There is no evidence whatsoever that Adnan is a “threat,” or is involved in any violence. You are merely taking the word of the repressive authorities, who are well known to lie, to torture, to subvert witnesses and informants. This is like taking the word of the Inquisition when it tortured the Jews – “someone accused them, so they must be guilty, and eventually they’ll confess.” That’s the Israeli “justice” system.

      In contrast to Adnan, Bobby Sands was in fact convicted in the British courts of a crime – possession of weapons – even though it was well known that his real crime was membership in the IRA. But at least some pretence of due process was carried out. Adnan is only asking for that.

      You’re so sure that Adnan is guilty, then call on the Israeli government to produce the evidence. If it can.

      Reply to Comment
    5. sh

      Harry Abrams. If there was a plot like the one you suggest, it should surely come before the court in the context of a trial. Do you really think it’s normal to be able to sentence someone to so-and-so many months of something called administrative detention which can be extended time and time again without a case ever going before a court and without the prisoner knowing why he or she is incarcerated?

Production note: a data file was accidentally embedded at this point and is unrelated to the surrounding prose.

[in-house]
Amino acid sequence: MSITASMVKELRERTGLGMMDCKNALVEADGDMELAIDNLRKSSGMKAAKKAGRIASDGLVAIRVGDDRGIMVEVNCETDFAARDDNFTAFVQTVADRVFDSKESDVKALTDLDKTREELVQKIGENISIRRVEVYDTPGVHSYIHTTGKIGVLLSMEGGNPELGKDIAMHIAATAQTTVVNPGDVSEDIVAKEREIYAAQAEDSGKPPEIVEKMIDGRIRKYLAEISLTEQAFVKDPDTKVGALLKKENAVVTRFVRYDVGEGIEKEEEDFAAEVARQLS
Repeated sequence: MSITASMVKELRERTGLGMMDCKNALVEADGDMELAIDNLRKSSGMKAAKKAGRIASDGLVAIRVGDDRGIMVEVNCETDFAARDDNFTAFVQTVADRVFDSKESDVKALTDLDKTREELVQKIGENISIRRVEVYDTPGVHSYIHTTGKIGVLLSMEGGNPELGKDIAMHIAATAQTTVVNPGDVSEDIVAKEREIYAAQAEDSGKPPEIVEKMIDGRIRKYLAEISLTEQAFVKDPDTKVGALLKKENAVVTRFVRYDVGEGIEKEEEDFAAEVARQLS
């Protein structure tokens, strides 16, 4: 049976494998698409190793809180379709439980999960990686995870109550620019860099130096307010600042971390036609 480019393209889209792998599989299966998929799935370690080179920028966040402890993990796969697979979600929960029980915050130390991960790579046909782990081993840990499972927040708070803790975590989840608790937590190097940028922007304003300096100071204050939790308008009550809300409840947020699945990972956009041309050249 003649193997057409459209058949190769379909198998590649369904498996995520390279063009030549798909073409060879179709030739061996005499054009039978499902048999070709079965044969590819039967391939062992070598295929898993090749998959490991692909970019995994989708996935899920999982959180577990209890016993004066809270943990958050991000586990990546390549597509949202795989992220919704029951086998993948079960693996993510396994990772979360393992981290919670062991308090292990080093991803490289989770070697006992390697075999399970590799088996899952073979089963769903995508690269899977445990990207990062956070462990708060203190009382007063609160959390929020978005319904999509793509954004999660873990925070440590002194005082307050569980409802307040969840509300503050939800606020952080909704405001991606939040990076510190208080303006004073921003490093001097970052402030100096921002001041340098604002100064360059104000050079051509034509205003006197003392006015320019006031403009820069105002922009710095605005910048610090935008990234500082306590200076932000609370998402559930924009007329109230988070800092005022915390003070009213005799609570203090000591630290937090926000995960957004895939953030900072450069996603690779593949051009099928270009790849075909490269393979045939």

Reply to Comment
    6. Jazzy

      Even if I were against Israel’s ‘administrative detention’, I wouldn’t support this hunger strike. Why? There are two reasons. One, Adnan is too closely associated with Islamic Jihad to be a sympathetic figure (I’ve said this before). If your appeal to the world is based on the idea that Palestinian freedom (to the extent getting rid of administrative detention would increase that freedom) must come at the price of potentially creating a security risk for Israelis, then not enough people will agree with you. Whether Adnan is really a security risk is unknown, but its believable. Unfortunately, it seems, many of Adnan’s supporters are aware of this, but don’t care, because they themselves place little or no value on Israel’s security, and have deluded themselves into thinking that others should or will eventually feel the same way. Their behavior is an expression of BDS cultism/anti-pragmatism. This brings us to reason #2: supporting the hunger strike makes it look like the people who support the Palestinians generally don’t care about Israel’s security, and this will discredit future efforts to end administrative detention. Some people on +972 have observed correctly that, in his condition, Adnan could not pose a security risk for a very long time even if he was released. Israel’s refusal to let him go has become entirely about showing resolve on its administrative detention practices. Ok, let’s assume that’s true. Still, the idea that Israel should have the power to intercede and disrupt terrorist activities before they come to fruition is another idea most people are going to agree with. Cut my two argument above, paste them down here, and you’ll see why this further observation doesn’t change anything.

      Reply to Comment
    7. Jazzy